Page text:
Kelly’s nerves of steel: Chloe Kelly’s readiness to put herself under immense pressure and shrug it off as though it is routine came through again as the England player struck the winning spot kick in the penalty shootout victory against Nigeria. Kelly, who scored the winning goal against Germany in the Euro 2022 final, also took the decisive penalty to win the Finalissima against Brazil earlier this year, and she stepped up again to seal the deal against Nigeria in Brisbane. She displayed nerves of steel allied with perfect technique to score. — Mark Ogden
Miyazawa leads Japan: I’ll go for Japan’s Hinata Miyazawa. No one has ever doubted Japan’s technical prowess and ability to keep possession, but finding a reliable goal scorer has been a challenge for them at times during their history. To find someone scoring with such regularity has really given them a boost. — Carlisle
Keep eye on Karchaoui: First off, it’s too early to identify one player because the true standout stars come to the fore from the quarterfinals onward. This is when it gets serious and it all comes down to fine margins decided by the best players. But in terms of players who have excelled and look key to their team’s hopes of success, the one who has stood out for me has been France full-back Sakina Karchaoui. — Ogden
Foord focus: Coming into the World Cup, we were expecting the likes of Spain’s Aitana Bonmati, Japan’s Yui Hasegawa and Colombia’s Caicedo to be in the mix, and depending on how long they can stay in the tournament, there’s certainly a chance. However, based on the games so far, Australia’s Caitlin Foord has played herself into contention, as has Japan’s Jun Endo. — Lawson
Foord has to have a shout here, as do Caicedo and Zecira Musovic. (Why can’t the goalkeeper get the Golden Glove and Golden Ball?) From an England perspective, their best player has been Alex Greenwood, but overall, it has to be Japan’s Miyazawa or Endo. — Hamilton
Japan’s Mina Tanaka, France’s Kadidiatou Diani and Bonmati have all been exceptional for their nations and been vital in their progression to the quarterfinals. The outside chance for the Golden Ball could be Australia’s Foord, but only if she is able to maintain her dazzling form and propel the Matildas deeper into the tournament. — Lordanic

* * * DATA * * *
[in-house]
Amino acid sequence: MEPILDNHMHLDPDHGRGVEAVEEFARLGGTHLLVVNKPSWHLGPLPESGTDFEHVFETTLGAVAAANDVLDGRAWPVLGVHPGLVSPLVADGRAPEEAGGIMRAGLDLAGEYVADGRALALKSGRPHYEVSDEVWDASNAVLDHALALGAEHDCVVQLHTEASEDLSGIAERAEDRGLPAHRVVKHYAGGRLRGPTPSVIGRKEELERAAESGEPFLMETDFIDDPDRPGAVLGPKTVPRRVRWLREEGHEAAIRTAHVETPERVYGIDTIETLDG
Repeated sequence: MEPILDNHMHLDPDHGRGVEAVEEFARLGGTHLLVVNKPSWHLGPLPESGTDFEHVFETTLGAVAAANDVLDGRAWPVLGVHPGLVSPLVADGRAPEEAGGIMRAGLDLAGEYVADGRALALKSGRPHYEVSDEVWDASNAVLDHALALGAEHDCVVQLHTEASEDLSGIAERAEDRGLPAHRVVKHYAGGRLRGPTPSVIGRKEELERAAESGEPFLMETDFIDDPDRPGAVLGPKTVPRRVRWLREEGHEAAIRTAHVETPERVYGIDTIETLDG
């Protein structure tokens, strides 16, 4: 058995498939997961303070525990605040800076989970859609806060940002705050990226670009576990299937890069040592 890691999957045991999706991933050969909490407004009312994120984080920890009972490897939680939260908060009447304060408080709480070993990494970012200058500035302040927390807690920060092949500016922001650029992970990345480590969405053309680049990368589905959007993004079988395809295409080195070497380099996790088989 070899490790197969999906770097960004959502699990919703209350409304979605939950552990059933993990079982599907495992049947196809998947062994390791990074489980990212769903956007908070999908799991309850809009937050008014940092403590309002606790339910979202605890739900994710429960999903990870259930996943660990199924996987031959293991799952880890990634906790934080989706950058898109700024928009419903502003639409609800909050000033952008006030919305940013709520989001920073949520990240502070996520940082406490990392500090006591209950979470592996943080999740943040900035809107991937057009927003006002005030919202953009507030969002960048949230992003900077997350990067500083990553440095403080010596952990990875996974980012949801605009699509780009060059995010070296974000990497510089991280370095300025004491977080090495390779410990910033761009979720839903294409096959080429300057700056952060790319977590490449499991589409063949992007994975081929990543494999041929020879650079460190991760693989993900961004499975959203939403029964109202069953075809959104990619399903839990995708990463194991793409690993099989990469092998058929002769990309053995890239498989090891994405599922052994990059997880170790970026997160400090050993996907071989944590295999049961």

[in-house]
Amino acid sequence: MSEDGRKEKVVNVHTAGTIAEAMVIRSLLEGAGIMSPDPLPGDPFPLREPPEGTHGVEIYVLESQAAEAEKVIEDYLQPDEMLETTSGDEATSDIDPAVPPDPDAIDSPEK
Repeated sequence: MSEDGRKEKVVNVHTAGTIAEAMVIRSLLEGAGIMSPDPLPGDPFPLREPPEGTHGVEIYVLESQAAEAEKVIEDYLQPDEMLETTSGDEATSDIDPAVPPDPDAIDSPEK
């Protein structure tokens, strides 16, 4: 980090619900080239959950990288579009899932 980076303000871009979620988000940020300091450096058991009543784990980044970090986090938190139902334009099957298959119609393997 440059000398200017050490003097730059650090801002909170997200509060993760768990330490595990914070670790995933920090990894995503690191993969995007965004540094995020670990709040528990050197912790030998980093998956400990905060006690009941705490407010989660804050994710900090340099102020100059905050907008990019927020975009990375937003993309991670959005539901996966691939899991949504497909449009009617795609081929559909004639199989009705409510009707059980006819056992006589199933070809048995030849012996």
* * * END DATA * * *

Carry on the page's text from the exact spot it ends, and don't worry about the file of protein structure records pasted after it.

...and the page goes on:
Diani shines: I think Diani is showing huge potential. France coach Hervé Renard had warned us that she was going to impress, and she has. Four goals and three assists in her last three games is pretty special. Her partnership up front with Eugénie Le Sommer is working well and if she continues to be decisive like this, she won’t be far from the Golden Ball. — Laurens
Cool Caicedo: She’s not going to win it, but I have loved watching Colombia’s Caicedo. What a special and captivating young talent. She’s my player to watch so far. — Murray
Buoyant Bonmati: I wrote earlier in the tournament about how the Spain midfielder creates like a No. 10, presses like a centre-forward, carries the ball like a full-back, takes players on like a winger, gets as many touches as a deep-lying midfielder and shoots like a No. 9. She did all of that as La Roja brushed aside Switzerland and will be key to their hopes. — Marsden
Wait and see: Golden Ball awards are just as much about the narrative as they are about the actual football, and that makes predicting this year’s award difficult, as I feel we’re still waiting for the defining story to emerge. Yes, there’ve been tales of underdogs rising and the big nations falling, but now that they’re all out of the way (for the most part), there’s a chance to establish things. If Colombia continue their run, for example, Caicedo comes into the frame. If it’s England, whoever is seen to fill the hole left by James. If Australia somehow pull it off, Foord will likely be impossible to deny. But I’d like to think Katrina Gorry’s thankless role stands a chance of being recognised. — Lynch
Australia, or Japan: I’m trying to remember whom I predicted in the first place? (Eds. note: Japan — run with it, Sophie.) There was talk of Germany, but it feels like I’ve been calling a Japan-Australia final for some time, which might just be enough of a jinx to ruin two summers, but let’s stick with an AFC showdown in the final and a win for the region.
As for the why, again, just what I’ve been feeling for a while about Australia picking up momentum and how if they can get to the semis, they’d only be 90 minutes from a home final in Sydney. As for Japan, the football has been the best we’ve seen at this World Cup, they’ve not lost an ounce of consistency but have shown new depths and are picking up neutral fans left and right. — Lawson
Australia: It’s all about momentum in a tournament, and the Matildas have now slipped into top gear. They also have incredible home support, and that will be huge for them in the quarterfinal against France in Brisbane. They have also gotten this far with Sam Kerr barely playing due to injury, so her return to action is another reason to go with the Aussies. — Ogden
Spain: I am sticking with Spain, as I think Bonmati & Co. are a special team with talent and depth. They have bounced back well from their blip against Japan in the group stage and will be stronger for it. — Laurens
Japan: I picked Japan after the group stage, and I’m sticking by it. They are so in sync — that’s something you can’t force or fake. The Japan team well and truly clicks — it’s both a joy to watch and devastating for other teams to try to play against. — Murray